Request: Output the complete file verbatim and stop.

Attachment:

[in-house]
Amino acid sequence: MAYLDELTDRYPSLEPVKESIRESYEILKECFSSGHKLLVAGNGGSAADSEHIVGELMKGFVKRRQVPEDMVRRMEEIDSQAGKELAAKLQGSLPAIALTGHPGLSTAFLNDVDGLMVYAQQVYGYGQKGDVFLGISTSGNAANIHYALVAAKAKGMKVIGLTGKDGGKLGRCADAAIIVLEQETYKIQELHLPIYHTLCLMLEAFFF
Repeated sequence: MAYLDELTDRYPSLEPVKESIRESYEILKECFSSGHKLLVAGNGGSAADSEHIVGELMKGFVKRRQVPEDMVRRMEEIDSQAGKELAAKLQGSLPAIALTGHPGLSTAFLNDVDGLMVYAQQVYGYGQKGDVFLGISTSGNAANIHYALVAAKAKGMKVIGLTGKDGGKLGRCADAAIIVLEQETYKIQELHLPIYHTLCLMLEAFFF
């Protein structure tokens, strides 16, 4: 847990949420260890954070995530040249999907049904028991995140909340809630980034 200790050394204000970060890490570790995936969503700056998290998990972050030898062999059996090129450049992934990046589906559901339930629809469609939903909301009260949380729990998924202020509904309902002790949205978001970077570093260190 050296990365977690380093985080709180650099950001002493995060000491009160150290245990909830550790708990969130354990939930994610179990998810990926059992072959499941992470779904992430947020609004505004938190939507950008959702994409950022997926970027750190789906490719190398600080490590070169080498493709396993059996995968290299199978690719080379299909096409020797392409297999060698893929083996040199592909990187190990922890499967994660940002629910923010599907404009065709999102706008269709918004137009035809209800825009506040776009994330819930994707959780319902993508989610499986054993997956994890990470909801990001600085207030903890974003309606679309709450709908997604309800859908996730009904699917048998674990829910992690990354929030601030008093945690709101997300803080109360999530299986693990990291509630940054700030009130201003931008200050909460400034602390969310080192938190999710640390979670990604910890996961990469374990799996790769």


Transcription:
[in-house]
Amino acid sequence: MAYLDELTDRYPSLEPVKESIRESYEILKECFSSGHKLLVAGNGGSAADSEHIVGELMKGFVKRRQVPEDMVRRMEEIDSQAGKELAAKLQGSLPAIALTGHPGLSTAFLNDVDGLMVYAQQVYGYGQKGDVFLGISTSGNAANIHYALVAAKAKGMKVIGLTGKDGGKLGRCADAAIIVLEQETYKIQELHLPIYHTLCLMLEAFFF
Repeated sequence: MAYLDELTDRYPSLEPVKESIRESYEILKECFSSGHKLLVAGNGGSAADSEHIVGELMKGFVKRRQVPEDMVRRMEEIDSQAGKELAAKLQGSLPAIALTGHPGLSTAFLNDVDGLMVYAQQVYGYGQKGDVFLGISTSGNAANIHYALVAAKAKGMKVIGLTGKDGGKLGRCADAAIIVLEQETYKIQELHLPIYHTLCLMLEAFFF
């Protein structure tokens, strides 16, 4: 847990949420260890954070995530040249999907049904028991995140909340809630980034 200790050394204000970060890490570790995936969503700056998290998990972050030898062999059996090129450049992934990046589906559901339930629809469609939903909301009260949380729990998924202020509904309902002790949205978001970077570093260190 050296990365977690380093985080709180650099950001002493995060000491009160150290245990909830550790708990969130354990939930994610179990998810990926059992072959499941992470779904992430947020609004505004938190939507950008959702994409950022997926970027750190789906490719190398600080490590070169080498493709396993059996995968290299199978690719080379299909096409020797392409297999060698893929083996040199592909990187190990922890499967994660940002629910923010599907404009065709999102706008269709918004137009035809209800825009506040776009994330819930994707959780319902993508989610499986054993997956994890990470909801990001600085207030903890974003309606679309709450709908997604309800859908996730009904699917048998674990829910992690990354929030601030008093945690709101997300803080109360999530299986693990990291509630940054700030009130201003931008200050909460400034602390969310080192938190999710640390979670990604910890996961990469374990799996790769």